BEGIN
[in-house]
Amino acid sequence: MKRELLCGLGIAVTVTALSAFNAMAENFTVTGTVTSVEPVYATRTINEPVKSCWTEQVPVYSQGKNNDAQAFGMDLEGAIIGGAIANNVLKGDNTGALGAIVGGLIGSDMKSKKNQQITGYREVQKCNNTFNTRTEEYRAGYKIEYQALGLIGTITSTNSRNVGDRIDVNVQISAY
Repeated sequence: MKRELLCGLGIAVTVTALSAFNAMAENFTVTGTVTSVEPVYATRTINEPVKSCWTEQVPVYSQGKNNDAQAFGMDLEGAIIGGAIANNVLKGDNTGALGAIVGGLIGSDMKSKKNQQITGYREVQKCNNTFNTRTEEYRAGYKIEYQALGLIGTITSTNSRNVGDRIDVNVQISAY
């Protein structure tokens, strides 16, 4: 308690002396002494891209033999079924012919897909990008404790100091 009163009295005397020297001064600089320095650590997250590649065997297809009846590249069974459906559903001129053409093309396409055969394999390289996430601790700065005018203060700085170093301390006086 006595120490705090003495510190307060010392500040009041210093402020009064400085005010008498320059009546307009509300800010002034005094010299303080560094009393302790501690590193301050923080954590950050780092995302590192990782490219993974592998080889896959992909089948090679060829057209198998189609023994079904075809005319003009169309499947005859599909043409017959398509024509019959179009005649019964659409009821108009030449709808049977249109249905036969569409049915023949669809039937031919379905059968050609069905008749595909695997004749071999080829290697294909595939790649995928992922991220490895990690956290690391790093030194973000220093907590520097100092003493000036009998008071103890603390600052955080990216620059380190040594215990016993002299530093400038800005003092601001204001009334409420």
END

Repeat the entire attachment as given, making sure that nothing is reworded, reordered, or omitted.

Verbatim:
[in-house]
Amino acid sequence: MKRELLCGLGIAVTVTALSAFNAMAENFTVTGTVTSVEPVYATRTINEPVKSCWTEQVPVYSQGKNNDAQAFGMDLEGAIIGGAIANNVLKGDNTGALGAIVGGLIGSDMKSKKNQQITGYREVQKCNNTFNTRTEEYRAGYKIEYQALGLIGTITSTNSRNVGDRIDVNVQISAY
Repeated sequence: MKRELLCGLGIAVTVTALSAFNAMAENFTVTGTVTSVEPVYATRTINEPVKSCWTEQVPVYSQGKNNDAQAFGMDLEGAIIGGAIANNVLKGDNTGALGAIVGGLIGSDMKSKKNQQITGYREVQKCNNTFNTRTEEYRAGYKIEYQALGLIGTITSTNSRNVGDRIDVNVQISAY
């Protein structure tokens, strides 16, 4: 308690002396002494891209033999079924012919897909990008404790100091 009163009295005397020297001064600089320095650590997250590649065997297809009846590249069974459906559903001129053409093309396409055969394999390289996430601790700065005018203060700085170093301390006086 006595120490705090003495510190307060010392500040009041210093402020009064400085005010008498320059009546307009509300800010002034005094010299303080560094009393302790501690590193301050923080954590950050780092995302590192990782490219993974592998080889896959992909089948090679060829057209198998189609023994079904075809005319003009169309499947005859599909043409017959398509024509019959179009005649019964659409009821108009030449709808049977249109249905036969569409049915023949669809039937031919379905059968050609069905008749595909695997004749071999080829290697294909595939790649995928992922991220490895990690956290690391790093030194973000220093907590520097100092003493000036009998008071103890603390600052955080990216620059380190040594215990016993002299530093400038800005003092601001204001009334409420």